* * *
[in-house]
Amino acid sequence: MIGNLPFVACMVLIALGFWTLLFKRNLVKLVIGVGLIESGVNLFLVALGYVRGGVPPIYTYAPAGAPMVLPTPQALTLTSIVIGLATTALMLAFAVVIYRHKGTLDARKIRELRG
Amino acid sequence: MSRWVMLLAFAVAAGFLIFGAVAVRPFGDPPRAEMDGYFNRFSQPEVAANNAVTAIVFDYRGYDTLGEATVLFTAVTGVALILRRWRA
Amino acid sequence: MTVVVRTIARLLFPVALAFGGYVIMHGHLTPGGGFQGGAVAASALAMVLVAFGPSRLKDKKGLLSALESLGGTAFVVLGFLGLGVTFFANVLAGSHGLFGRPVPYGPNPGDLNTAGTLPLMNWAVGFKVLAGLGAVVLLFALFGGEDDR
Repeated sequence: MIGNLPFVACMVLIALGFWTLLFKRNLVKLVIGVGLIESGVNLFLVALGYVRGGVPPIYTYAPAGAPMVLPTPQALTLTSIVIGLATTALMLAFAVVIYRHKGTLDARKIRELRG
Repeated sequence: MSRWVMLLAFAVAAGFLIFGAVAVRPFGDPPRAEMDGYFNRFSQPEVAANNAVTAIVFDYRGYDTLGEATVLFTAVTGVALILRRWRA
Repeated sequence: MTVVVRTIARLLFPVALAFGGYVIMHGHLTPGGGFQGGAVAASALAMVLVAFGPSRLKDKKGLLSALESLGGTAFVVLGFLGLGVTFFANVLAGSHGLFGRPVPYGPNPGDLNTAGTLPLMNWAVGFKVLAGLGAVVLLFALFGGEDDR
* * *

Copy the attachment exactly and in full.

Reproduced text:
[in-house]
Amino acid sequence: MIGNLPFVACMVLIALGFWTLLFKRNLVKLVIGVGLIESGVNLFLVALGYVRGGVPPIYTYAPAGAPMVLPTPQALTLTSIVIGLATTALMLAFAVVIYRHKGTLDARKIRELRG
Amino acid sequence: MSRWVMLLAFAVAAGFLIFGAVAVRPFGDPPRAEMDGYFNRFSQPEVAANNAVTAIVFDYRGYDTLGEATVLFTAVTGVALILRRWRA
Amino acid sequence: MTVVVRTIARLLFPVALAFGGYVIMHGHLTPGGGFQGGAVAASALAMVLVAFGPSRLKDKKGLLSALESLGGTAFVVLGFLGLGVTFFANVLAGSHGLFGRPVPYGPNPGDLNTAGTLPLMNWAVGFKVLAGLGAVVLLFALFGGEDDR
Repeated sequence: MIGNLPFVACMVLIALGFWTLLFKRNLVKLVIGVGLIESGVNLFLVALGYVRGGVPPIYTYAPAGAPMVLPTPQALTLTSIVIGLATTALMLAFAVVIYRHKGTLDARKIRELRG
Repeated sequence: MSRWVMLLAFAVAAGFLIFGAVAVRPFGDPPRAEMDGYFNRFSQPEVAANNAVTAIVFDYRGYDTLGEATVLFTAVTGVALILRRWRA
Repeated sequence: MTVVVRTIARLLFPVALAFGGYVIMHGHLTPGGGFQGGAVAASALAMVLVAFGPSRLKDKKGLLSALESLGGTAFVVLGFLGLGVTFFANVLAGSHGLFGRPVPYGPNPGDLNTAGTLPLMNWAVGFKVLAGLGAVVLLFALFGGEDDR